Well worth a read
October 16, 2014Past The Wire Special Addition3 comments
Past the Wire Special Edition, By Jonathan Stettin
Suppose there was a job for you. A job dangerous enough that an ambulance would follow you around at work. Dangerous enough that you will have a hard time getting health insurance. Life insurance? Well most agents will laugh at you. You’d have to work pretty much seven days a week, including holidays. There is no paid vacation, no vacation at all actually. You’ll have no sick days either. You won’t have a contract, or any guarantee. If you do get sick, or worse hurt, you may lose all the business you have worked for and built up. Accordingly, you can expect to work sick and even hurt. You won’t know how much money you will make either, it can be a lot, if you are consistently among the best at what you do. If you slack however, or have a lot of off days you won’t make much money at all; however, the danger and all those other perks will remain constant. You’ll have to pretty much give up normal meals. Your weight will be monitored to the pound closer than a Cirque De Solei dancer. Words like flipping, purging, and puking will be part of your regular vocabulary. Although you will have to watch every morsel of food, you will also have to stay very fit and in top shape always. Your days will start before the sun rises and finish as it sets but you will still need to find time to work out. After all, you will be expected to control, with precision, animals racing in close quarters at high speeds, that weigh 1100 or 1200 pounds more than you do. Yes, some of them can be wild and unpredictable.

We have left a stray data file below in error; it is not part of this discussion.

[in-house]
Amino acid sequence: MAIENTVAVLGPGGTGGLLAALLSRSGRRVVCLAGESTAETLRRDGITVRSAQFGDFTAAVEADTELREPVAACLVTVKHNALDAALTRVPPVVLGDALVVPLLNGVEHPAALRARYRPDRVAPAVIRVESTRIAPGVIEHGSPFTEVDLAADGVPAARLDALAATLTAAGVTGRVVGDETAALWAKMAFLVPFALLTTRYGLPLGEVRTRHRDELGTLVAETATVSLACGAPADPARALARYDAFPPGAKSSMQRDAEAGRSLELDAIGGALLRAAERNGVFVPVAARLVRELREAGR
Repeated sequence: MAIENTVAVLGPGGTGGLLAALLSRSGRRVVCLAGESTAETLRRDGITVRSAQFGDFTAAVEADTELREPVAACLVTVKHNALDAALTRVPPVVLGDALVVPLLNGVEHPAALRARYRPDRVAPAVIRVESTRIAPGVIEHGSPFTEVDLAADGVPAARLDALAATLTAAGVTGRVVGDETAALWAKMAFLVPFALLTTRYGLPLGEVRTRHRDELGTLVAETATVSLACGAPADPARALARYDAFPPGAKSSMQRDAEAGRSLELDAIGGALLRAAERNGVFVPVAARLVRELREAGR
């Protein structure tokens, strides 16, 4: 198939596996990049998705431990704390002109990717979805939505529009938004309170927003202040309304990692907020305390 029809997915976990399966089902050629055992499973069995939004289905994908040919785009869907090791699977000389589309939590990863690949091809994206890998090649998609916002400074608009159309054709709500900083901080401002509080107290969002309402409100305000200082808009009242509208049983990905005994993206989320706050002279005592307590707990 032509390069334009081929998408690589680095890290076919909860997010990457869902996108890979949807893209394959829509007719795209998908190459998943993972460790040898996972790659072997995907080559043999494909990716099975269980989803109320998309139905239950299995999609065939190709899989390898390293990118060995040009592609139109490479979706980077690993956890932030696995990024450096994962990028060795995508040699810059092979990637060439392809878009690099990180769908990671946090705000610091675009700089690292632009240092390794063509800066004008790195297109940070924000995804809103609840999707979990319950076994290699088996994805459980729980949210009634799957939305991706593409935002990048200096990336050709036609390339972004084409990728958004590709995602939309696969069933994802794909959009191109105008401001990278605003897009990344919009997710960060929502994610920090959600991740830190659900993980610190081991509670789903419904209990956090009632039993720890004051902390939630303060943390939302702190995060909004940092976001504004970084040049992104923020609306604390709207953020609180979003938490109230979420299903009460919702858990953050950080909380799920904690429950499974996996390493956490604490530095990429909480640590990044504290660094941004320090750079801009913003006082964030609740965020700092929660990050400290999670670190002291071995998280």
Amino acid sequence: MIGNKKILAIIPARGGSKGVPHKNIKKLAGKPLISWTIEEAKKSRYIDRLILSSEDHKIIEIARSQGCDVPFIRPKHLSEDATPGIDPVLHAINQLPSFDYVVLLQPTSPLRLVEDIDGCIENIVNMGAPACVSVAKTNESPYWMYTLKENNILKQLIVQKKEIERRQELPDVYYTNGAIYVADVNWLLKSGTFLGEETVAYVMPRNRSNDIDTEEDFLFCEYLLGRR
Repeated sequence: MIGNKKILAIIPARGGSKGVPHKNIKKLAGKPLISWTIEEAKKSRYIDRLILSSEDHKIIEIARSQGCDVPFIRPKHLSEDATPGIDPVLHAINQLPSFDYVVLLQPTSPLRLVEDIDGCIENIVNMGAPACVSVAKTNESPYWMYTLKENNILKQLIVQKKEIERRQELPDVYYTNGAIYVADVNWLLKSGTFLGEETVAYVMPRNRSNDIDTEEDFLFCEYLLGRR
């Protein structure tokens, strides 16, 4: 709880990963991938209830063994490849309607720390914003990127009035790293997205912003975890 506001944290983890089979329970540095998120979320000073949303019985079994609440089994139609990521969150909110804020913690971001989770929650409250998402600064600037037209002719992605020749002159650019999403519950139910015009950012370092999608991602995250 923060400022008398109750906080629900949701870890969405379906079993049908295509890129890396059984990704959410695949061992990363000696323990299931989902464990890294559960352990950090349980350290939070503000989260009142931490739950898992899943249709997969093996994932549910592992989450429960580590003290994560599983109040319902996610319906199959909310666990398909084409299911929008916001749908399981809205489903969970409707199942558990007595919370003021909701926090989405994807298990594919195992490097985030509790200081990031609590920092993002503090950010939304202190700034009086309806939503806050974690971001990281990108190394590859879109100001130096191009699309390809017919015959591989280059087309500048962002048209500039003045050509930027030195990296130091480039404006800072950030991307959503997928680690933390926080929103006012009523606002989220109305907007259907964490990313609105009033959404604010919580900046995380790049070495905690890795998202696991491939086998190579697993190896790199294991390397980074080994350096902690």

You will always have to watch your liver and kidneys. Besides being banged around constantly, your diet and lifestyle are not very conducive to their staying healthy. You’ll have to be resourceful too, like thinking of things like driving to and from work in a sweat suit with the heat blasting. You have to keep those pounds off. Napping whenever you have 15 minutes will sound like a great idea with your grinding schedule and there is no off season. If you are not used to almost constant criticism it would be a good idea to become very familiar with it. You will be second guessed all the time for split second decisions you make almost instinctively. People who have never dieted, let alone sat on a racehorse, will call you names and blame you for their losing bets. Trainers will be your best friends when you win but some won’t even let you bring donuts by the barn when you lose.